Lynne Brindley, Chief Executive of the British Library, today predicted a switch from print to digital publishing by the year 2020. Speaking at the launch of the Library’s new three-year strategy, Lynne Brindley said:
“Most people are aware that a national switch to digital broadcasting is expected by the end of this decade. Less well known is the fact that a similar trend is underway in the world of publishing: by the year 2020, 40% of UK research monographs will be available in electronic format only, while a further 50% will be produced in both print and digital. A mere 10% of new titles will be available in print alone by 2020.”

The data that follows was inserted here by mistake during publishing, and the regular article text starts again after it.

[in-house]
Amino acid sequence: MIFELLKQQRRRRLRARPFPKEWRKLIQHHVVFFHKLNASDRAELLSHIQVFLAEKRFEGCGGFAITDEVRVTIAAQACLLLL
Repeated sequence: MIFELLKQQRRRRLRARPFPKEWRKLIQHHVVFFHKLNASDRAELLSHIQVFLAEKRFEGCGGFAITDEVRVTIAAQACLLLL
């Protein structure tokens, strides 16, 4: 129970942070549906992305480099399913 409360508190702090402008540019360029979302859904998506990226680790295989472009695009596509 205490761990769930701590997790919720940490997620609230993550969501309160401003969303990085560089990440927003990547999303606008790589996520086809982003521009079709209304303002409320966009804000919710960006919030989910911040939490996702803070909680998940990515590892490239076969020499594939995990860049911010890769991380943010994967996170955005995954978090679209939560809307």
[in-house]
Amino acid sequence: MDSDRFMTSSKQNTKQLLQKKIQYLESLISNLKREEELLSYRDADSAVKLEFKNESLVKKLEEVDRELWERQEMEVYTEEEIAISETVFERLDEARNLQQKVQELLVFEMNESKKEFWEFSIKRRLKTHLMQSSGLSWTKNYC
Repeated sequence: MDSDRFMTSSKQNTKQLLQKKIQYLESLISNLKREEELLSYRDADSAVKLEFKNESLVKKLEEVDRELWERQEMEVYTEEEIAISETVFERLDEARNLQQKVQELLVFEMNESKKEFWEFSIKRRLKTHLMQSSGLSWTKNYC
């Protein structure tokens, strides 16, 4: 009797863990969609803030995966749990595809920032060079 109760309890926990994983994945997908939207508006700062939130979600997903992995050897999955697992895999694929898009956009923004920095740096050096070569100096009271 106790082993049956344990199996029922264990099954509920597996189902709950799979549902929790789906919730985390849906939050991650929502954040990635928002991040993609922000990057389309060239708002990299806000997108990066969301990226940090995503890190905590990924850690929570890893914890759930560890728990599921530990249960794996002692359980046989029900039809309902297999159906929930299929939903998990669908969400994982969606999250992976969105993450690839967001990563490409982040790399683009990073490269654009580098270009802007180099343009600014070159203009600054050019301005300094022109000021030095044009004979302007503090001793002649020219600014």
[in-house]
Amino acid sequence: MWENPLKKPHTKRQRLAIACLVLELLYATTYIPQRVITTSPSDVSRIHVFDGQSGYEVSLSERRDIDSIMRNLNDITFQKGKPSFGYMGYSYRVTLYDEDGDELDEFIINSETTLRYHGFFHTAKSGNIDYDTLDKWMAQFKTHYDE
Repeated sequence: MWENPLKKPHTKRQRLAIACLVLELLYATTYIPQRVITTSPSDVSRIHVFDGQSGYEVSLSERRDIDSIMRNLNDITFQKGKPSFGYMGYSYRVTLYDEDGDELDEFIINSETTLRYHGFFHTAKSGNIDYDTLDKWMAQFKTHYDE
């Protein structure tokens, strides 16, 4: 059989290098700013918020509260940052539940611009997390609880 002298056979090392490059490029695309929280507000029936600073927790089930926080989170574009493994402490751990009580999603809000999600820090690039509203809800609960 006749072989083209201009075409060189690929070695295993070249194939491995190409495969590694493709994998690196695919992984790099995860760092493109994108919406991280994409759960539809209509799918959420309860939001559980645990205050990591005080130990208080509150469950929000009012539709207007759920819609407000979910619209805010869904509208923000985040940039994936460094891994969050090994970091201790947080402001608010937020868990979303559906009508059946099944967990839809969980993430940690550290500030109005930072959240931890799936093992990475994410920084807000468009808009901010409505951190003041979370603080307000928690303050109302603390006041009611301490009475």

The Digital Library – The digital storage facility itself will have strict quality and security controls. The system is uniquely designed to be tamper proof; once a digital item enters the system it is digitally ‘signed’ and ‘catalogued’ using metadata. This means that Library staff can check that it has not been tampered with or modified and is the same as when it was deposited. The system architecture is based on multiple ‘nodes’ which are independent of each other. This means that there are at least three copies of everything – if one were to be destroyed, there is a back up. The system will include a quality control mechanism which will check the stored items regularly to ensure that they have not deteriorated in any way. There will also be a ‘dark’ or offline copy which will be stored separately in the unlikely case of catastrophic system failure. The system also enables the ‘chain of custody’ to be followed – the route the item has followed from the store to the Library user’s computer screen.